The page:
James Fenton at the Guardian on Canon Rawsley's collection of local reminiscences about the poet:
He was not popular. That is, he was shy and retired, and did not mix freely with the people. He didn't frequent public houses, unlike Hartley Coleridge. Canon Rawnsley's interviewees invariably think of Hartley as a preferable character, a friendly man, a great drinker and a philosopher - a being superior to a poet. Wordsworth's hobby, says one witness, was poetry. 'It was a queer thing, but it would like eneuf cause him to be desolate; and I'se often thowt that his brain was that fu' of sic stuff, that he was forced to be always at it whether or no, wet or fair, mumbling to hissel' along t'roads.'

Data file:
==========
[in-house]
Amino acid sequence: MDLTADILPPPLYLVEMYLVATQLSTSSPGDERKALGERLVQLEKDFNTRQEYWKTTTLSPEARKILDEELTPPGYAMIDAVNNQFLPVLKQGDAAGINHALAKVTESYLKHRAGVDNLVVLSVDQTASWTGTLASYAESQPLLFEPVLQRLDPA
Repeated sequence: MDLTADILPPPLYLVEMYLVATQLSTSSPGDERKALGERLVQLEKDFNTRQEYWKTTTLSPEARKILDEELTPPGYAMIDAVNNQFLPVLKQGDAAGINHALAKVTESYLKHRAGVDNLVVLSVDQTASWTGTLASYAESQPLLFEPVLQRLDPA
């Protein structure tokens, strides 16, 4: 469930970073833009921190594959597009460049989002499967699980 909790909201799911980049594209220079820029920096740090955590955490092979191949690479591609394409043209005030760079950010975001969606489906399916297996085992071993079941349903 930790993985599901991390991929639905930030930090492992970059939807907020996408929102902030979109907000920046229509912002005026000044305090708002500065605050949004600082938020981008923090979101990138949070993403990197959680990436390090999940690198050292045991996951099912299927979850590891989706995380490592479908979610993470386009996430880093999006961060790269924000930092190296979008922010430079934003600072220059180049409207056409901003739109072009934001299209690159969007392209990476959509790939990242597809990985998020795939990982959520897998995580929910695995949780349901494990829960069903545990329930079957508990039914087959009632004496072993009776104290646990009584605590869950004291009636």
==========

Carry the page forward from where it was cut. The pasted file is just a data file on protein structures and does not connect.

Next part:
This mumbling, this 'continually murmuring his undersong,' as Canon Rawnsley puts it in his politer register, features in the peasants' vocabulary as 'bumming'. Here is Wordsworth on the grass walk at Rydal Mount: '. . . he would set his he'd a bit forrad, and put his hands behint his back. And then he would start bumming, and it was bum, bum, bum, bum, stop; then bum, bum, bum reet down till t'other end, and then he'd set down and git a bit o'paper out and write a bit; and then he git up, and bum, bum, bum, and goa on bumming for long enough right down and back agean. I suppose, ya kna, the bumming helped him out a bit.'